Buy F&SF • Read F&SF • Contact F&SF • Advertise In F&SF • Blog • Forum

February 2006
Current Issue • Departments • Bibliography


The Land of Mist, by Sir Arthur Conan Doyle (1926)

AFTER visiting The Lost World (1912) and traversing The Poison Belt (1913), Professor George Challenger has mellowed into old age. His wife Jessie and his rival Professor Summerlee have died. Challenger's daughter, Enid (never mentioned in the previous novels), has acquired an interest in spiritualism. Several real-life advocates of occultism (including Aleister Crowley) are thinly disguised in these pages, as the skeptical Challenger enlists his colleagues Edward Malone and Lord John Roxton to infiltrate séances and expose the mediums as frauds

…but mounting evidence for life after death compels Malone and Roxton to become believers. Eventually, Enid Challenger displays mediumistic abilities…and she brings her father a personal message from the beyond, containing information that no living person can have known. At last the bitter skeptic sees the truth.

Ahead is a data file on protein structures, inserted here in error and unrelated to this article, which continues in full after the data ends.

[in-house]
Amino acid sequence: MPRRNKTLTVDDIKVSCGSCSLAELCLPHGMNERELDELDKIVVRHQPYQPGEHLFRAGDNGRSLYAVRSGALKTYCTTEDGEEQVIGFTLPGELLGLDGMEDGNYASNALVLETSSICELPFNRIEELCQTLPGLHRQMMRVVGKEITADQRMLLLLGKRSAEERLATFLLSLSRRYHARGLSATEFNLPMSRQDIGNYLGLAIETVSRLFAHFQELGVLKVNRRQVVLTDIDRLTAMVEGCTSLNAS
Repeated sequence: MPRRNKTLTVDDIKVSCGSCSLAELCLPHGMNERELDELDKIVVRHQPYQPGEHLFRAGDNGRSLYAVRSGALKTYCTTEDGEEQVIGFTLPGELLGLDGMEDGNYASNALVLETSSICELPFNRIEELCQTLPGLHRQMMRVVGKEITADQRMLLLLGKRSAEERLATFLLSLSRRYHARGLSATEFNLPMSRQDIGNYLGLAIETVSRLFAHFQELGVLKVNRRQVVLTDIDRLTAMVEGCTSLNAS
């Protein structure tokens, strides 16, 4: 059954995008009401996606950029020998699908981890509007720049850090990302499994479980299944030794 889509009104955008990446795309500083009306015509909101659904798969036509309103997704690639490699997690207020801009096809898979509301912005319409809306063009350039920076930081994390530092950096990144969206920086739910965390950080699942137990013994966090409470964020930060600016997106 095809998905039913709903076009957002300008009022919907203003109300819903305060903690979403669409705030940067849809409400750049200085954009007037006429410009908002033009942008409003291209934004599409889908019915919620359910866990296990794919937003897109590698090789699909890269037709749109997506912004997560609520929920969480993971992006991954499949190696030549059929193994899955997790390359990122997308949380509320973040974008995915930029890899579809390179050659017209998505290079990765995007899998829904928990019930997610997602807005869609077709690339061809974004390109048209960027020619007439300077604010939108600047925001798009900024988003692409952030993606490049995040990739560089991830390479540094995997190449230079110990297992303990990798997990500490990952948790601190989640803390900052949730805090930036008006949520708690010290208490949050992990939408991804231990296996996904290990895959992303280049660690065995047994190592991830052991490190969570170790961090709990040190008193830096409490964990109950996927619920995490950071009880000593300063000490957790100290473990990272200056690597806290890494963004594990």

Although Sherlock Holmes famously disbelieved in vampires and spooks, his creator was more credulous. Sir Arthur Conan Doyle (1859–1930) was interested in spiritualism long before his son and brother-in-law were killed in World War I, but their deaths intensified his efforts to pierce the veil. He first published on the subject in 1918, and by 1922 Doyle's credulity had reached its zenith (or nadir) with his pamphlet The Coming of the Fairies, asserting that a Yorkshire glade was inhabited by pixies and sprites. While Doyle's first two Challenger novels are told from Edward Malone's viewpoint, in The Land of Mist, Doyle openly harangues the reader in his own voice: praising those who accept spiritualism, and condemning skeptics.

—F. Gwynplaine MacIntyre

To contact us, send an email to Fantasy & Science Fiction.
If you find any errors, typos or anything else worth mentioning, please send it to

Copyright © 1998–2020 Fantasy & Science Fiction All Rights Reserved Worldwide

Hosted by:
SF Site spot art